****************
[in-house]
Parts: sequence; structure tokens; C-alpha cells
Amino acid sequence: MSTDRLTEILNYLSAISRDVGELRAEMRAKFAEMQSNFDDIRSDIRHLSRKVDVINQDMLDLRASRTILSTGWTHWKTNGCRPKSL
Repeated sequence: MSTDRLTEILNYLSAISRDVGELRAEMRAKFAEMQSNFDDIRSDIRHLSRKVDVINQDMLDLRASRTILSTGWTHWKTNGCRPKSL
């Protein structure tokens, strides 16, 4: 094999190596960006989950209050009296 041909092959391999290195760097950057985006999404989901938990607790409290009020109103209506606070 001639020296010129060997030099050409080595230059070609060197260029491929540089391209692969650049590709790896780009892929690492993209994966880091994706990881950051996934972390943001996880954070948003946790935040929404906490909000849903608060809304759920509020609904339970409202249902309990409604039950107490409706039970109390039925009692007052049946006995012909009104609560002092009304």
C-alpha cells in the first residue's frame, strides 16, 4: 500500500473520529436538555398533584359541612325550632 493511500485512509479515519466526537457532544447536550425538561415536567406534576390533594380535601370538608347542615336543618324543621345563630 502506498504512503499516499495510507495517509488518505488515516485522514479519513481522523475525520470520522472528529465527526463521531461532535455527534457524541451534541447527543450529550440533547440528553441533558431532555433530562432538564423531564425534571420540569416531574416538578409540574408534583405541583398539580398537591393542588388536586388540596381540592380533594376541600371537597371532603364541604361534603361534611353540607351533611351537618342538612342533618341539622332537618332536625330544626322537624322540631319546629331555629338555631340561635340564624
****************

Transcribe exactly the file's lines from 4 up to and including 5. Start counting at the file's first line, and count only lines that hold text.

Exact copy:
Repeated sequence: MSTDRLTEILNYLSAISRDVGELRAEMRAKFAEMQSNFDDIRSDIRHLSRKVDVINQDMLDLRASRTILSTGWTHWKTNGCRPKSL
């Protein structure tokens, strides 16, 4: 094999190596960006989950209050009296 041909092959391999290195760097950057985006999404989901938990607790409290009020109103209506606070 001639020296010129060997030099050409080595230059070609060197260029491929540089391209692969650049590709790896780009892929690492993209994966880091994706990881950051996934972390943001996880954070948003946790935040929404906490909000849903608060809304759920509020609904339970409202249902309990409604039950107490409706039970109390039925009692007052049946006995012909009104609560002092009304």